Ranges of impedance may be defined for purposes of controlling the output of the electrosurgical generator; that is to say that the electrosurgical generator power output is preferably controlled in accord with the impedance in a given range. Tissue types are thus broadly categorized according to the impedance range into which each may be placed for purposes of output power level. In using the binary system, it is important that the breakpoints that define the ranges are related by factors of two. For example, a low range of impedance may be from 0 to 16 ohms, a mid range of impedance may be from 16 to 512 ohms, and a high range of impedance may be impedances above 512 ohms in a preferred electrosurgical generator control system. U.S. Pat. No. 4,658,819 discloses a power curve for control of the application of electrosurgical power to a bipolar instrument. Significant to the '819 teaching is the initial constant current application of energy, then the constant power application of energy and finally the decrease of the power output in accord with the square of the impedance. Notable is the lack of any appreciation of the control of the application of energy as a function of identified impedance values after applying a source of constant current, then after applying a source of constant power and finally after applying a factored source of constant voltage.
The control system for the generator only needs to identify the range of the impedance of the generator load, i.e. tissue and bodily fluids. As expressed, the time needed for an exact calculation of impedance is not required. As the tissue of a patient is electrosurgically treated, it is often the situation that, the range of impedance may move from a low level to a middle amount, and then from the middle amount to a high level. It is functionally efficient to the operation of the control system that transitions from one range to the next be quickly recognized.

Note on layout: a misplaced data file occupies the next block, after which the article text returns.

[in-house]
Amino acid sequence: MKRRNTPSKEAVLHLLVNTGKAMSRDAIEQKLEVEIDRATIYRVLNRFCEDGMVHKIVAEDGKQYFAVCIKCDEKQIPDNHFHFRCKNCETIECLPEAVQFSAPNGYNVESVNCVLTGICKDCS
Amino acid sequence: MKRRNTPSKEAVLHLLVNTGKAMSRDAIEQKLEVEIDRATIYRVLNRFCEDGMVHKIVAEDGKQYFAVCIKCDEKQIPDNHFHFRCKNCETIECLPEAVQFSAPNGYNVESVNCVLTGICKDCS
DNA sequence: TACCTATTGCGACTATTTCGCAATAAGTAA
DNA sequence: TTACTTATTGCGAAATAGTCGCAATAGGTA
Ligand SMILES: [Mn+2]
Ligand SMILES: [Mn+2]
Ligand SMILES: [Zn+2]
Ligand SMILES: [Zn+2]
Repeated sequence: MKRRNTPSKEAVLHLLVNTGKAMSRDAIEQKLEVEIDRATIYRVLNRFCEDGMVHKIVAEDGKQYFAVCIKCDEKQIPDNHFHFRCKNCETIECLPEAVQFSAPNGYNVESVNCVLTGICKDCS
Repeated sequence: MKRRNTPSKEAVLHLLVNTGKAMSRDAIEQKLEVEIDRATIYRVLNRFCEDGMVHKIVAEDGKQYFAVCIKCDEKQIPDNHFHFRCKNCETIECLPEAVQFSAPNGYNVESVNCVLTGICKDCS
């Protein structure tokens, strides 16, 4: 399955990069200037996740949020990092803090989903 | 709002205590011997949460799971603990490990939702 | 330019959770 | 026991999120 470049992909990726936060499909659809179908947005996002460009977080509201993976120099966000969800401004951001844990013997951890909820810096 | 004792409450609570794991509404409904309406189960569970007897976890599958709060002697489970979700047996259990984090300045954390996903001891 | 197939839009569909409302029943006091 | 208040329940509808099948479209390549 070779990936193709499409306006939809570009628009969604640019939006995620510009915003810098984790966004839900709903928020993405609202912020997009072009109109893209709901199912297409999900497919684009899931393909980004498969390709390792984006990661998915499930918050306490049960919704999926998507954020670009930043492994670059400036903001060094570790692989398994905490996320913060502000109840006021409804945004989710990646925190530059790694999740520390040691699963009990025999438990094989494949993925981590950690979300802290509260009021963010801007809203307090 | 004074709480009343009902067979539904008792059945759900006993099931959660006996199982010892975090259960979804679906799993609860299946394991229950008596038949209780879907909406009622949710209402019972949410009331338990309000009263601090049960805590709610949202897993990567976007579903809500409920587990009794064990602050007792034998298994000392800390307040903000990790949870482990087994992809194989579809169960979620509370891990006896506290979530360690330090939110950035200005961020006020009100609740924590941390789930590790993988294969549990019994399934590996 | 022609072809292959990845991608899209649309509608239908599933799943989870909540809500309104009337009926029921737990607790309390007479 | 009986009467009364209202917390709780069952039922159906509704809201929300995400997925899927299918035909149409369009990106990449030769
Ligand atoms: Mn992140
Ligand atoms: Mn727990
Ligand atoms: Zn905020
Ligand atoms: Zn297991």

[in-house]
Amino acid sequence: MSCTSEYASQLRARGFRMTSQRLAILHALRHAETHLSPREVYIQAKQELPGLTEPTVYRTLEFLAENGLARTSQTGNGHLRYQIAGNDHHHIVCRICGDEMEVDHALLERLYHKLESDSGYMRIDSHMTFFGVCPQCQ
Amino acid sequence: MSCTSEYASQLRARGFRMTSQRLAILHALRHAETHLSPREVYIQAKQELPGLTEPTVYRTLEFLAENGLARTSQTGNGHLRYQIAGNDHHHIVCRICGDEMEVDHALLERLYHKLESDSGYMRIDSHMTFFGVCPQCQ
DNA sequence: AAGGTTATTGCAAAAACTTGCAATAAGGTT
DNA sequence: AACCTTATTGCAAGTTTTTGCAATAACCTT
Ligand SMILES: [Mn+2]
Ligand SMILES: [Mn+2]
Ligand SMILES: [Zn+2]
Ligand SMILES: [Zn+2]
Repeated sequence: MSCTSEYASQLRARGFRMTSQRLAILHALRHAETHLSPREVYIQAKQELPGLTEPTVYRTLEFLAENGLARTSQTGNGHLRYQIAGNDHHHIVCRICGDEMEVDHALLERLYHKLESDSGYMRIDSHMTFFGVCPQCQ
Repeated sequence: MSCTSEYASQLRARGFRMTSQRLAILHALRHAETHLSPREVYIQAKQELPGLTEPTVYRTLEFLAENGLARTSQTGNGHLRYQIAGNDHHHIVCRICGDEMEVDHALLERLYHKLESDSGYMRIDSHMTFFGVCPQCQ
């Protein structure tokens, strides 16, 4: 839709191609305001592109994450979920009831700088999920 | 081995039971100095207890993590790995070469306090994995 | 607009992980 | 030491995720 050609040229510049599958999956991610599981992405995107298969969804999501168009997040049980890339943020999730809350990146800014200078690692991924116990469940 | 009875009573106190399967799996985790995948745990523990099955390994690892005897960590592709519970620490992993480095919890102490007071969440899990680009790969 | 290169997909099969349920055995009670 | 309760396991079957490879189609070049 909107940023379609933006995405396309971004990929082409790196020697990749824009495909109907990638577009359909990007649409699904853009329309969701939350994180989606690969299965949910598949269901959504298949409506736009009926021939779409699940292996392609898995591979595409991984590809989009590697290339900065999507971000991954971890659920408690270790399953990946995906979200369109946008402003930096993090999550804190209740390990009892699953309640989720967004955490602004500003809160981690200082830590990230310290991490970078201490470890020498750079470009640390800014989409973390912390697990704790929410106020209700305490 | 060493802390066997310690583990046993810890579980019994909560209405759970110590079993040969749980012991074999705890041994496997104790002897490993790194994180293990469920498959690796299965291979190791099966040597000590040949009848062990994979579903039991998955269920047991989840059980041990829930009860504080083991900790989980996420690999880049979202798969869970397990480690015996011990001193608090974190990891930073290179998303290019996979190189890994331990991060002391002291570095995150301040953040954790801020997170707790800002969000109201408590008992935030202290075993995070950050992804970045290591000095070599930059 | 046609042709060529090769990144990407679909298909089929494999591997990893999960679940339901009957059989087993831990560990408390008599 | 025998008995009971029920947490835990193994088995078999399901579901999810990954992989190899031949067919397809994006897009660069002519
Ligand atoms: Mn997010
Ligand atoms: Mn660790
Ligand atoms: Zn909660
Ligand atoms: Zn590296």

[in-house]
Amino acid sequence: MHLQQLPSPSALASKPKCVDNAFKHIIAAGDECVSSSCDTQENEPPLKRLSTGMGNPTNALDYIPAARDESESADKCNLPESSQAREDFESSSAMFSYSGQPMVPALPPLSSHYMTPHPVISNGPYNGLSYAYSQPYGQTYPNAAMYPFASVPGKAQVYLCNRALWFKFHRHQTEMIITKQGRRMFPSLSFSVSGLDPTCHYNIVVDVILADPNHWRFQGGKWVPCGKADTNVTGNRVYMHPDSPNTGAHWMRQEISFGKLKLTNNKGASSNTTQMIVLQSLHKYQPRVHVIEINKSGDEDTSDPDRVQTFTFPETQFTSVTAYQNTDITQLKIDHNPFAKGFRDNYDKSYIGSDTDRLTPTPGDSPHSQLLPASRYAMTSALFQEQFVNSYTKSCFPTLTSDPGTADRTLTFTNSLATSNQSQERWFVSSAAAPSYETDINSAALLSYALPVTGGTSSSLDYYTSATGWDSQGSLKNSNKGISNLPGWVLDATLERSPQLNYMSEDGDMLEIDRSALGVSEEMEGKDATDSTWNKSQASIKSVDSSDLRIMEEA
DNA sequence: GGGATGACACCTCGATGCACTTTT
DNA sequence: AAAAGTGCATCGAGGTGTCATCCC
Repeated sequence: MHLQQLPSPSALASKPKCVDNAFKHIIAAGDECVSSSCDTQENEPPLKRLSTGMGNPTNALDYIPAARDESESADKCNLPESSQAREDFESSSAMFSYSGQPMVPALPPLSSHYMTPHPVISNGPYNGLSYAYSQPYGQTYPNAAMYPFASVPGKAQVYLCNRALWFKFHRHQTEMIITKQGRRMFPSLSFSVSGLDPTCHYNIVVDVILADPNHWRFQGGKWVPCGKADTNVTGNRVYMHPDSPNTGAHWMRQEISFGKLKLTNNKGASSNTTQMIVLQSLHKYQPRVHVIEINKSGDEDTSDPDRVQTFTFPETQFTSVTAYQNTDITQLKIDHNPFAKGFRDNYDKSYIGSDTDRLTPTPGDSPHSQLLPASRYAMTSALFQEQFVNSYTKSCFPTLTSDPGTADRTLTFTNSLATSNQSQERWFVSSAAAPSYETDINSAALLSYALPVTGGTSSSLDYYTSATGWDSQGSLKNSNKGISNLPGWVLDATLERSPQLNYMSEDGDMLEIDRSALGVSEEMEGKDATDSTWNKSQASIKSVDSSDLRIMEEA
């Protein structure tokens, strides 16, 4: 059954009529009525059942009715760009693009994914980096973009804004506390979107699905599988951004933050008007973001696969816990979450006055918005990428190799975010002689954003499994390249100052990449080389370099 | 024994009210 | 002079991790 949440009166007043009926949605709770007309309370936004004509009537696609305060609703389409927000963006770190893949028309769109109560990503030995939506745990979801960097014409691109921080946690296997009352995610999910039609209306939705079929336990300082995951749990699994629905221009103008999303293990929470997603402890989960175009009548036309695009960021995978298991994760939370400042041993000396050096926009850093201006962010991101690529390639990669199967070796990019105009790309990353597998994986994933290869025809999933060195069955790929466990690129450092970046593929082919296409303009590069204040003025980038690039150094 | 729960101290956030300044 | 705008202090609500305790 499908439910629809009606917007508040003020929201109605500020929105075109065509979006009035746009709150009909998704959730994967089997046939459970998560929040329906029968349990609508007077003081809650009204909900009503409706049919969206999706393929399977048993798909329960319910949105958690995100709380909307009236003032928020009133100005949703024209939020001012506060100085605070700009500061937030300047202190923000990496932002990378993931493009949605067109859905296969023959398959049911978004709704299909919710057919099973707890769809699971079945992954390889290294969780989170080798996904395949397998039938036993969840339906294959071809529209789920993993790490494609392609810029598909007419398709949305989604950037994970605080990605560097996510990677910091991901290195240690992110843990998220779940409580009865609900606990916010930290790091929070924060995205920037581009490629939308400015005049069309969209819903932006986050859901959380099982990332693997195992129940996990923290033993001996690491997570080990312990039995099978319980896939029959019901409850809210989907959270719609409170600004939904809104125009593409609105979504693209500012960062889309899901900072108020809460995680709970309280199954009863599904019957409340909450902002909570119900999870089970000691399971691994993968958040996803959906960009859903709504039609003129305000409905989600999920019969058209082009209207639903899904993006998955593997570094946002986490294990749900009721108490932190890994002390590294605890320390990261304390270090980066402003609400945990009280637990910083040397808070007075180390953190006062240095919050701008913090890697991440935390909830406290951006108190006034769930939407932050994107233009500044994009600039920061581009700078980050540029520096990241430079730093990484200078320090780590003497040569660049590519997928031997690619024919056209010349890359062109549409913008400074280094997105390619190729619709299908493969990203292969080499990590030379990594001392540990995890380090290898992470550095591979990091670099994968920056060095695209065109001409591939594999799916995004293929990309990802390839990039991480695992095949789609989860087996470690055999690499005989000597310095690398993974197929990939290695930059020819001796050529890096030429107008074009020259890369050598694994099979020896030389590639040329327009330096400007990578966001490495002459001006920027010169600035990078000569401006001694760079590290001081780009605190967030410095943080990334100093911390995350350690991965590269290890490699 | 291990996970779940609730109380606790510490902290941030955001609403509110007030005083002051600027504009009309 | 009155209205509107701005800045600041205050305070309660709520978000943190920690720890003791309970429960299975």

A voltage sensor and a current sensor are used to monitor the electrosurgical generator output voltage and output current, respectively during an operative procedure. Each of those aforesaid sensor outputs are expressed as a varying (with time) voltage that is proportional to the particular monitored signal. The outputs from the sensors are converted to a digital format and read by the microprocessor. These values may be referred to as the scaled voltage and the scaled current, respectively because a scaling factor is for convenience used to prepare each. The scaling of the voltage and current signals are performed so that they are equal in magnitude when they represent an impedance breakpoint.
The algorithm in the microprocessor may preferably determine the range of the load impedance. The impedance of the load may be described by the ratio of the scaled voltage to the scaled current. However, computing those particular values of those ratios would take too much time in the microprocessor. Instead of computing each ratio for the changing voltage and current, the algorithm uses a bit shifting technique to examine the voltage and current with respect to one another to find the range of impedance within specified breakpoints.